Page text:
Your POV character’s observations about the world around them should reflect their emotions. If your character is sad, he is more likely to notice the crumbling rock piles than the bubbling brook. If she is happy, she is more likely to notice that spanking new tractor than the peeling paint on the barn door.

Helpful tip! – Try to get a certain frame of mind when you’re writing a scene. I try to feel the emotions of my characters when I’m writing to make the scene more genuine. Think about the things that make you sad, happy, angry, scared, etc. right before you write a scene. For example, when I’m writing to evoke sadness, I think of images that make me feel sad. For me, that’s things like – crumbling homes, impoverished children, sickly animals, unmarked gravestones – get the idea?

“The principles of true art is to not portray but to evoke.” - Jerzy Kosinski

So back to our Examples – Let’s try rewriting them with this tip.

Implying Emotions through Distinct Description that shows:

Example 1 – Sadness

(Third Person Past)

Example 2 – Anger

(First Person Past)

Example 3 – Love

(Third Person Present)

Example 4 – Fear

(First Person Present)

Melina’s tiny ballet shoes dangled from the tree branch. The tattered ribbons danced about in the spring breeze. Jed yanked my dog’s collar and dragged her across the room. Bandit’s front legs pawed the air, and she let out a yelp as Jed pulled her outside. Rowanda hunches at the table, her fingers untangling Jamile’s fishing nets while he lies in bed. The clock on the wall reads 1 am. He catches her eye, and she flashes him a smile. Hot water streams down my back. Something slams against the shower door sliding down the steamy glass. A hand.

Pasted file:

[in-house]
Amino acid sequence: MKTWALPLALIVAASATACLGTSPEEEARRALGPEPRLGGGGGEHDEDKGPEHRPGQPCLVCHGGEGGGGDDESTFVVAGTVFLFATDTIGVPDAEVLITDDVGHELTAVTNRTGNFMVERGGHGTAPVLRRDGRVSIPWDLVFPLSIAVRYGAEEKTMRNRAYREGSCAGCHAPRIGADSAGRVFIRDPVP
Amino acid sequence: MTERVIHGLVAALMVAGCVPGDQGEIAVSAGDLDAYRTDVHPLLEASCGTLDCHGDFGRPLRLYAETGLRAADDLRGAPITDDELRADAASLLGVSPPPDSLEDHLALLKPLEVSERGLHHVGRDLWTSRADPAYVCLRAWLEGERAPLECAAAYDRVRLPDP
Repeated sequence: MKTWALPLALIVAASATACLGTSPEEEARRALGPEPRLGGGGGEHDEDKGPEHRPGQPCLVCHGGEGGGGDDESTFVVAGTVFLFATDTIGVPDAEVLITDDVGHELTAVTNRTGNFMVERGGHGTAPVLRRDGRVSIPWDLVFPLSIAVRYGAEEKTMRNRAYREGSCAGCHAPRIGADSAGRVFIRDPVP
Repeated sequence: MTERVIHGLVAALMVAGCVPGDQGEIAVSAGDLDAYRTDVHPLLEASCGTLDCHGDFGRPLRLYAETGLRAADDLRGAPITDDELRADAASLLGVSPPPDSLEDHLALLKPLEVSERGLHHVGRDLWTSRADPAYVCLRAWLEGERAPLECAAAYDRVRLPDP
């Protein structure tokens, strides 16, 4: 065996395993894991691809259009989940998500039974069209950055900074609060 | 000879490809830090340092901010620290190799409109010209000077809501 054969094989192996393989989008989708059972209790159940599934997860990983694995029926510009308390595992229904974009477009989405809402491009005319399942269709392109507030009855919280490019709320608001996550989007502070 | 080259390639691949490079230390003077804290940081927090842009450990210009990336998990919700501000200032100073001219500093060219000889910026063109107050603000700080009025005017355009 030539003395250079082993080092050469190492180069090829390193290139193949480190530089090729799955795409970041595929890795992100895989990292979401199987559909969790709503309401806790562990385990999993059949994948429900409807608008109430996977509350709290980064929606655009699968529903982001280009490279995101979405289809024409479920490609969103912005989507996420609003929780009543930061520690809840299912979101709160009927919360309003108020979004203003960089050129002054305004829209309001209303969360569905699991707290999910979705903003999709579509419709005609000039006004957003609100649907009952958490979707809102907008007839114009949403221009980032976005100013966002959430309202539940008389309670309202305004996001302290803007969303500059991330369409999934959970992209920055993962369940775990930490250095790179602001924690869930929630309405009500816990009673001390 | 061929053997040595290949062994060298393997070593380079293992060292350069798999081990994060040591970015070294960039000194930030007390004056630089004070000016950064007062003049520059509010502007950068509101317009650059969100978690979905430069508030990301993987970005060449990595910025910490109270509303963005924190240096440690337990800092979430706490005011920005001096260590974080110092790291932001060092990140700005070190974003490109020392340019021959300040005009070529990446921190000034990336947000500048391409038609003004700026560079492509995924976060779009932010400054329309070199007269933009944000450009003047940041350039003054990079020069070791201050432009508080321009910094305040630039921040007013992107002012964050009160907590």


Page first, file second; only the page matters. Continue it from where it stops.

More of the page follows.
I’ve tried to show several different types of examples to give you several ideas to try. Mix these up and use them all together to give your readers a vivid experience packed with emotion!

Any likes make me smile and any shares make my day!

EXERCISE: Want to try rewriting my original examples? Eliciting an emotional response from your readers is truly an art, and the more you practice, the more powerful your writing will become. Pick an emotion and have at it! I’d love to see what you come up with in the comments below!

Let’s Chat!: Have any other strategies for evoking emotion in your writing? Leave those in the comments below!


You may also enjoy these posts:

A Few Easy Strategies to Remove Those Pesky Filter Words that Fog Up Your Writing         7 Wellness Strategies for Creative Minds 10 Signs you might be a Writer with Young Children          6 Tips to Write Your Novel in the Vibrant Way Your Brain Imagined It

On Writing Emotion_Title